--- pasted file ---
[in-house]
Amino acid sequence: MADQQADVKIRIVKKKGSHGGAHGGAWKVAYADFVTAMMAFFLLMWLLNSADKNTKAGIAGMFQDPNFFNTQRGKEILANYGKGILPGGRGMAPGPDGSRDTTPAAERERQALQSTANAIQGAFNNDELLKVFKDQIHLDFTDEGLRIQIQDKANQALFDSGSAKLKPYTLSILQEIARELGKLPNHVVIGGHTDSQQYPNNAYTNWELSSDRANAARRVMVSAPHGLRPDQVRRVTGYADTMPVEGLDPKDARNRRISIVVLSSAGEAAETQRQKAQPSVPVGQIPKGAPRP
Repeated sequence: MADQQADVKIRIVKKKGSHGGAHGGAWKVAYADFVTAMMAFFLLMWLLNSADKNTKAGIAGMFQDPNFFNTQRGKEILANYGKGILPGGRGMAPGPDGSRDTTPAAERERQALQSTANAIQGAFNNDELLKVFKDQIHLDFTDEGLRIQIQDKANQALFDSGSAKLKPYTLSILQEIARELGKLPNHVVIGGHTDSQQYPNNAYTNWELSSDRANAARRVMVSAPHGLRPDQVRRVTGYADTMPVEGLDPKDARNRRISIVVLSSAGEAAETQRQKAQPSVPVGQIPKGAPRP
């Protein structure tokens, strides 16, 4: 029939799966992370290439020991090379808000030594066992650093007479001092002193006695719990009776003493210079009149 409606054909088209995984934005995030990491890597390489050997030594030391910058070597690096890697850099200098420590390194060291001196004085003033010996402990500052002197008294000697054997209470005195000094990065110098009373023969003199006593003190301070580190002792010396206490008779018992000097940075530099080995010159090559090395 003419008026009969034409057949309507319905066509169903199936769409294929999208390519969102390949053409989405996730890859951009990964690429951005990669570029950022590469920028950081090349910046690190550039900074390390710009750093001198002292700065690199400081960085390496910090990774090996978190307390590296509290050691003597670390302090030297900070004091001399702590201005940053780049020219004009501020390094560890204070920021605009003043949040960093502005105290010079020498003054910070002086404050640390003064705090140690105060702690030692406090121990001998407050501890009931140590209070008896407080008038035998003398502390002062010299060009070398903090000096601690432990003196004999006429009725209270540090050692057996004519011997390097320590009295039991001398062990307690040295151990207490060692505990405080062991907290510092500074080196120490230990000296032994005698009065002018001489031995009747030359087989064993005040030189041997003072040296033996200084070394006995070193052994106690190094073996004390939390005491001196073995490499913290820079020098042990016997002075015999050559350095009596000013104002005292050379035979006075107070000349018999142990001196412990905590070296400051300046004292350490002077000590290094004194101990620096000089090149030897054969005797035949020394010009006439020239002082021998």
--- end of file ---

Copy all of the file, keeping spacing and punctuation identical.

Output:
[in-house]
Amino acid sequence: MADQQADVKIRIVKKKGSHGGAHGGAWKVAYADFVTAMMAFFLLMWLLNSADKNTKAGIAGMFQDPNFFNTQRGKEILANYGKGILPGGRGMAPGPDGSRDTTPAAERERQALQSTANAIQGAFNNDELLKVFKDQIHLDFTDEGLRIQIQDKANQALFDSGSAKLKPYTLSILQEIARELGKLPNHVVIGGHTDSQQYPNNAYTNWELSSDRANAARRVMVSAPHGLRPDQVRRVTGYADTMPVEGLDPKDARNRRISIVVLSSAGEAAETQRQKAQPSVPVGQIPKGAPRP
Repeated sequence: MADQQADVKIRIVKKKGSHGGAHGGAWKVAYADFVTAMMAFFLLMWLLNSADKNTKAGIAGMFQDPNFFNTQRGKEILANYGKGILPGGRGMAPGPDGSRDTTPAAERERQALQSTANAIQGAFNNDELLKVFKDQIHLDFTDEGLRIQIQDKANQALFDSGSAKLKPYTLSILQEIARELGKLPNHVVIGGHTDSQQYPNNAYTNWELSSDRANAARRVMVSAPHGLRPDQVRRVTGYADTMPVEGLDPKDARNRRISIVVLSSAGEAAETQRQKAQPSVPVGQIPKGAPRP
């Protein structure tokens, strides 16, 4: 029939799966992370290439020991090379808000030594066992650093007479001092002193006695719990009776003493210079009149 409606054909088209995984934005995030990491890597390489050997030594030391910058070597690096890697850099200098420590390194060291001196004085003033010996402990500052002197008294000697054997209470005195000094990065110098009373023969003199006593003190301070580190002792010396206490008779018992000097940075530099080995010159090559090395 003419008026009969034409057949309507319905066509169903199936769409294929999208390519969102390949053409989405996730890859951009990964690429951005990669570029950022590469920028950081090349910046690190550039900074390390710009750093001198002292700065690199400081960085390496910090990774090996978190307390590296509290050691003597670390302090030297900070004091001399702590201005940053780049020219004009501020390094560890204070920021605009003043949040960093502005105290010079020498003054910070002086404050640390003064705090140690105060702690030692406090121990001998407050501890009931140590209070008896407080008038035998003398502390002062010299060009070398903090000096601690432990003196004999006429009725209270540090050692057996004519011997390097320590009295039991001398062990307690040295151990207490060692505990405080062991907290510092500074080196120490230990000296032994005698009065002018001489031995009747030359087989064993005040030189041997003072040296033996200084070394006995070193052994106690190094073996004390939390005491001196073995490499913290820079020098042990016997002075015999050559350095009596000013104002005292050379035979006075107070000349018999142990001196412990905590070296400051300046004292350490002077000590290094004194101990620096000089090149030897054969005797035949020394010009006439020239002082021998």